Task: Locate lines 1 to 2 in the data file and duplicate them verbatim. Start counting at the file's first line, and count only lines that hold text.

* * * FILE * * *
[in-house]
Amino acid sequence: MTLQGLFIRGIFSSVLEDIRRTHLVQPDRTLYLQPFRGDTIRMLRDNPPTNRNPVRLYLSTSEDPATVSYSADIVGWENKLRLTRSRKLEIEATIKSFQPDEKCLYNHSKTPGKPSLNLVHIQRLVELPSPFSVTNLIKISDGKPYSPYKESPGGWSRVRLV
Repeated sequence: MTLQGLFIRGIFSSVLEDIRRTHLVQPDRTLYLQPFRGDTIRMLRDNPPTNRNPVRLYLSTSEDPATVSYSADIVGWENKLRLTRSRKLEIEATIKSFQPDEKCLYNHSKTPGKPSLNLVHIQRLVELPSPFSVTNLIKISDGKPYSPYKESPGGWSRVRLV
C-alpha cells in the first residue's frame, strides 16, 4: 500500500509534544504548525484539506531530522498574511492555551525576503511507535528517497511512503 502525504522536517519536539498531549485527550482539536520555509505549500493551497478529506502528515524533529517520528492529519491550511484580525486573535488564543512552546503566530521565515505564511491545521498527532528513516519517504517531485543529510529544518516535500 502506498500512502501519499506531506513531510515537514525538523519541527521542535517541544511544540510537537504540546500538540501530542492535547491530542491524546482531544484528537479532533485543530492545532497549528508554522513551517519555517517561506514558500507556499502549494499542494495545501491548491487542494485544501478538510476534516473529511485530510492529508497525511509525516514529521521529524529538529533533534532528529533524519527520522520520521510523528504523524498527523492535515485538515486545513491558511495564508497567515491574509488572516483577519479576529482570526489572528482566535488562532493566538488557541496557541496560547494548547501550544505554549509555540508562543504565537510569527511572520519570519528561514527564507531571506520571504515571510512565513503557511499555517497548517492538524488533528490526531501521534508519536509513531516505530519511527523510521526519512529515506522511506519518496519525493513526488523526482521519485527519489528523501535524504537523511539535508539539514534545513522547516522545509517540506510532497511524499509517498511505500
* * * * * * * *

[in-house]
Amino acid sequence: MTLQGLFIRGIFSSVLEDIRRTHLVQPDRTLYLQPFRGDTIRMLRDNPPTNRNPVRLYLSTSEDPATVSYSADIVGWENKLRLTRSRKLEIEATIKSFQPDEKCLYNHSKTPGKPSLNLVHIQRLVELPSPFSVTNLIKISDGKPYSPYKESPGGWSRVRLV